Unformatted text preview: xt of the identi cation approach is far from a solved problem; the challenge
is to determine if a ow has decreased usage in response to
increases in overall packet drop rates 8 .
Identifying unresponsive ows is more straightforward
in the allocation approach, since here one need only determine if a ow has had signi cantly high drop rates over a
long period of time. As a proof of concept we have implemented a simple identi cation and punishment mechanism.
First, we examine o -line the last n dropped packets and
then monitor the ows with the most dropped packets. Second, we estimate the rate of each of these monitored ows;
when a ow's rate is larger than a a 1, we start
dropping all of its packets. Third, we continue to monitor
penalized ows, continuing punishment until their arrival
rate decreases below b b 1. Using the parameters
a = 1:2, b = 0:6, and n = 100, we applied this algorithm to
Simulation 1 in Table 5; the UDP ow was identi ed and
penalized in less than 3 seconds. Our task was easy because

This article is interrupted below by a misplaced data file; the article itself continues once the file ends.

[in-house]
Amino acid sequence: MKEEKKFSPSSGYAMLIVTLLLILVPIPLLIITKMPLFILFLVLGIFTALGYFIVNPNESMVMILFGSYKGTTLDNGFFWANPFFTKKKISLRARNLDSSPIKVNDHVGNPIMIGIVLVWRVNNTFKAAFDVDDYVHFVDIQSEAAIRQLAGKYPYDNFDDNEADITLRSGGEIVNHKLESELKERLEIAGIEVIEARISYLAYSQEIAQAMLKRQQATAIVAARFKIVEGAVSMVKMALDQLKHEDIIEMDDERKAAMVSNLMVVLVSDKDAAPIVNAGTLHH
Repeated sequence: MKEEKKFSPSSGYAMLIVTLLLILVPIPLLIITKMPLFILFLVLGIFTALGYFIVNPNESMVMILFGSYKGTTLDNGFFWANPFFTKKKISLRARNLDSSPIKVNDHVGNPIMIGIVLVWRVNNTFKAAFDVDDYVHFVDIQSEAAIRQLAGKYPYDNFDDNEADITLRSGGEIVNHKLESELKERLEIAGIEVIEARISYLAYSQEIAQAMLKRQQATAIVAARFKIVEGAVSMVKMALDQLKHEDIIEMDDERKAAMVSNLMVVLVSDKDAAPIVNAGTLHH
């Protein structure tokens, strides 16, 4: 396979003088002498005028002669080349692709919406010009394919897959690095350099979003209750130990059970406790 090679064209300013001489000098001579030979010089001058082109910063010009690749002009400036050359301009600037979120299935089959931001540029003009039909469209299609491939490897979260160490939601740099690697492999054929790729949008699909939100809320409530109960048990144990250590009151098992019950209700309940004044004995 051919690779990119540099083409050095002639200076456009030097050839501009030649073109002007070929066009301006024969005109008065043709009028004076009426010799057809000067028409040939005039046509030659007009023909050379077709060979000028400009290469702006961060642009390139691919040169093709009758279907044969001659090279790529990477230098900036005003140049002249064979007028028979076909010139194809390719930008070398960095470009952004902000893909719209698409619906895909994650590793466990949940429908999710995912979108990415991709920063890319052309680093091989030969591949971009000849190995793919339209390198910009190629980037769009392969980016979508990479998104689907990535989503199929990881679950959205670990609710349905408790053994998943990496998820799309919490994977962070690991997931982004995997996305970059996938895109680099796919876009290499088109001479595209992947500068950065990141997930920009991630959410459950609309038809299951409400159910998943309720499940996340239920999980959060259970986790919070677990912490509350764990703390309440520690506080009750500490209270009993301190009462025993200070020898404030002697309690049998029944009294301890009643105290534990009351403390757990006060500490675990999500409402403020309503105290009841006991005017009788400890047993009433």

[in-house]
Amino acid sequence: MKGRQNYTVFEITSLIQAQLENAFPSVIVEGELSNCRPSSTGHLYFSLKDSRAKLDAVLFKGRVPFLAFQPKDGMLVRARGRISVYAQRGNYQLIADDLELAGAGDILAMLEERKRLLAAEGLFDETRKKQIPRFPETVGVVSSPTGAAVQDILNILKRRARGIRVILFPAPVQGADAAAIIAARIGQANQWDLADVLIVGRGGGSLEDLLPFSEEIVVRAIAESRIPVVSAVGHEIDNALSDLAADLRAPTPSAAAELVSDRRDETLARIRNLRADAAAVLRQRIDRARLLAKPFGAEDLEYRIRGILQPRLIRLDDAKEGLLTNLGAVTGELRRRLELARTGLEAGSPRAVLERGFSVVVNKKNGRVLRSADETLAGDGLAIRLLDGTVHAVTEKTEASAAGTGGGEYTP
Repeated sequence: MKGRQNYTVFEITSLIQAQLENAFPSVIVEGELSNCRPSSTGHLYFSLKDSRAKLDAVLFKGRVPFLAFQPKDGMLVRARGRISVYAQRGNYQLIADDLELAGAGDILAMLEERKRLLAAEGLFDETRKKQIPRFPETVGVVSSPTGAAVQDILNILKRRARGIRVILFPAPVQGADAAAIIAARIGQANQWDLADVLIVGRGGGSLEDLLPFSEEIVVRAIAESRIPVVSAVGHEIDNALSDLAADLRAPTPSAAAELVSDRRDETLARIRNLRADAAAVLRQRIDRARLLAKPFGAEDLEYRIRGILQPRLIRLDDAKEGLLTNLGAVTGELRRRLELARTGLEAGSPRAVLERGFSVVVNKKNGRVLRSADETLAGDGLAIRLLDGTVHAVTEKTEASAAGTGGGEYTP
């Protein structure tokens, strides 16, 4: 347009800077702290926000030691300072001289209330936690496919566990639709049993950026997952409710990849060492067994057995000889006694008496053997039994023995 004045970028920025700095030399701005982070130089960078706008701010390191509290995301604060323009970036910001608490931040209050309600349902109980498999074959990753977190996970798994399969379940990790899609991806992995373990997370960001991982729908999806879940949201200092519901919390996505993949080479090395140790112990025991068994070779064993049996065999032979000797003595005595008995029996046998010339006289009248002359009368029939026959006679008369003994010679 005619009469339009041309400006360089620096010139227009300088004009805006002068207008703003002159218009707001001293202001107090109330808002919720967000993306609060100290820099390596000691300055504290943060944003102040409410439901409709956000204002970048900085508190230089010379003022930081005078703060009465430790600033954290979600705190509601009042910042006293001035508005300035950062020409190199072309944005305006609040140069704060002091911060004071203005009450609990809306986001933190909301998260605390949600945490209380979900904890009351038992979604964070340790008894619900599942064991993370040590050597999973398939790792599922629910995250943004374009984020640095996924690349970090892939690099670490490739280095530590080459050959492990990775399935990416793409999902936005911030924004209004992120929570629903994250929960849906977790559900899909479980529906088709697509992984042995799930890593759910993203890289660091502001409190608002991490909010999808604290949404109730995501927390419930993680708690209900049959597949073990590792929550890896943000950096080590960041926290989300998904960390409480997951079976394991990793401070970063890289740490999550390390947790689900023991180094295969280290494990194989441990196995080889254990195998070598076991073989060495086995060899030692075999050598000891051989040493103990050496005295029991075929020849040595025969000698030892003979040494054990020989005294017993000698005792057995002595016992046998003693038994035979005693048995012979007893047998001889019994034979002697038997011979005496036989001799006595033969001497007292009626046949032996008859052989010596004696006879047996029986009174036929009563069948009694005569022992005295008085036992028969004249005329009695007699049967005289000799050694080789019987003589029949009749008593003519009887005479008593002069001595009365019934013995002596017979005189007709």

the identi cation of unresponsive ows can be based on the
result packet drops over long periods of time rather than
on trying to examine the algorithm detecting whether it
actually decreased its rate in response to an increase in the
drop rate. Note also that the allocation approach need only
distinguish between responsive and unresponsive in the punishment phase, an inherently easier task than distinguishing
friendly from unfriendly.
In summary, to provide incentives for drop-tolerant ows
to use responsive end-to-end congestion control, it may be
necessary to identify, and then punish, unresponsive ows.
overhead associated with them, and it isn't clear whether, in practice,
the overheads are greater or less than the advantages gained. However, one can certainly not claim, as we did above for drop-intolerant
applications, that the allocation approach gives drop-tolerant applications a strong incentive to use responsive end-to-end congestion
16 Another possible method, used in ATM ABR, is...
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- Fall '10
- Eugene Ng
- Scheduling algorithm, Round-robin scheduling, Scheduling algorithms, Ow, Fair queuing, ows